This prompted Dr. Hier to approach the Genzyme pharmaceutical company, which makes a drug that is used during some surgical treatments for thyroid cancer. Genzyme expressed willingness to provide funding for a nurse navigator, but only if that person was involved in research related to thyroid cancer.
Thyroid cancer patients get a helping hand at Hope & Cope
Hinda Goodman, Coordinator of the Peer Mentoring Service, is available to match newly diagnosed thyroid cancer patients with volunteers who have experienced the same type of cancer. These peer mentors offer a sympathetic ear, along with support and understanding.
Hope & Cope has also launched a Head and Neck Cancer Support Group, which welcomes thyroid cancer patients. It meets on the fourth Friday of each month from 1:30 to 3:00 p.m. at the JGH Hope & Cope Wellness Centre. Interested patients must register by calling 514-340-3616.
As well, patients are encouraged to join the Wellness Centre, where they have access to a wide variety of activities that focus on wellness in mind, body and spirit.
To design and carry out the study, Dr. Hier turned to Dr. Melissa Henry, a psychologist who works in the JGH Departments of Otolaryngology, Oncology and Psychology, where she focuses on helping patients cope with advanced cancer of the head and neck. Together they were able to secure funding from Genzyme to evaluate this new model of care.
The experiences of the 122 patients were tracked from September 2014 to September 2016. The study also examined the outcomes of a control group of 78 patients with similar socio-demographics in another hospital, whose medical approach to treating thyroid cancer is roughly the same as the JGH’s.
Dr. Henry notes that until now, studies in the medical literature have recommended better care, coordination and support for thyroid cancer patients. However, no actual programs were evaluated in those studies.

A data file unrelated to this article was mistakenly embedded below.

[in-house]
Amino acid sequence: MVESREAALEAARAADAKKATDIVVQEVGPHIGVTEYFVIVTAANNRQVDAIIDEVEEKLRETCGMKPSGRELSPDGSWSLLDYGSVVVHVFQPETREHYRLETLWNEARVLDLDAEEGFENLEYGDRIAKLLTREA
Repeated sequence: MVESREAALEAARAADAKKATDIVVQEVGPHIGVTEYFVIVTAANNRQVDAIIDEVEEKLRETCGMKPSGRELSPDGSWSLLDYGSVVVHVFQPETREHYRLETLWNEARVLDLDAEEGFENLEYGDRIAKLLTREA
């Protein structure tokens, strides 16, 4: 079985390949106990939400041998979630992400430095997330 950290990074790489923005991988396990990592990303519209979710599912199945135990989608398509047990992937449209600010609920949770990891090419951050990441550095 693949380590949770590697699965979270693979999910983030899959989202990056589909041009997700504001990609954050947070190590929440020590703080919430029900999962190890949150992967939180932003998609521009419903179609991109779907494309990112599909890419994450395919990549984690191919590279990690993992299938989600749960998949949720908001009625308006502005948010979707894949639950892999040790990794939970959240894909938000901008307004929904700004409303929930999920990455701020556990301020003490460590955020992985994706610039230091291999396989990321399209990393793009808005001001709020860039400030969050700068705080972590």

“I was astounded by the level of need of this population,” Dr. Henry says, “and I was really surprised by the psychological complexity. There are a lot of symptoms to deal with, a lot of concerns, and a great need for information, support and guidance.”
The challenge now is to find some way of affording a nurse navigator as an ongoing element in the care of thyroid cancer patients at the JGH. Antoinette Ehrler, Associate Director of Nursing for Oncology, says she is aware of the needs of these patients, adding that the goal of the JGH “is to improve the experience and the effectiveness of the care that is provided to our patients and their families, who have ongoing, complex needs.”
Elizabeth Barbosa echoes this sentiment, adding she feels lucky to have had the services of a nurse navigator when she fell ill. “In the misfortune of having a diagnosis of cancer, I had the good fortune to speak with someone who answered my questions,” she says. “The internet has information, too, but there’s nothing like a real person to help you with feelings and not just facts.”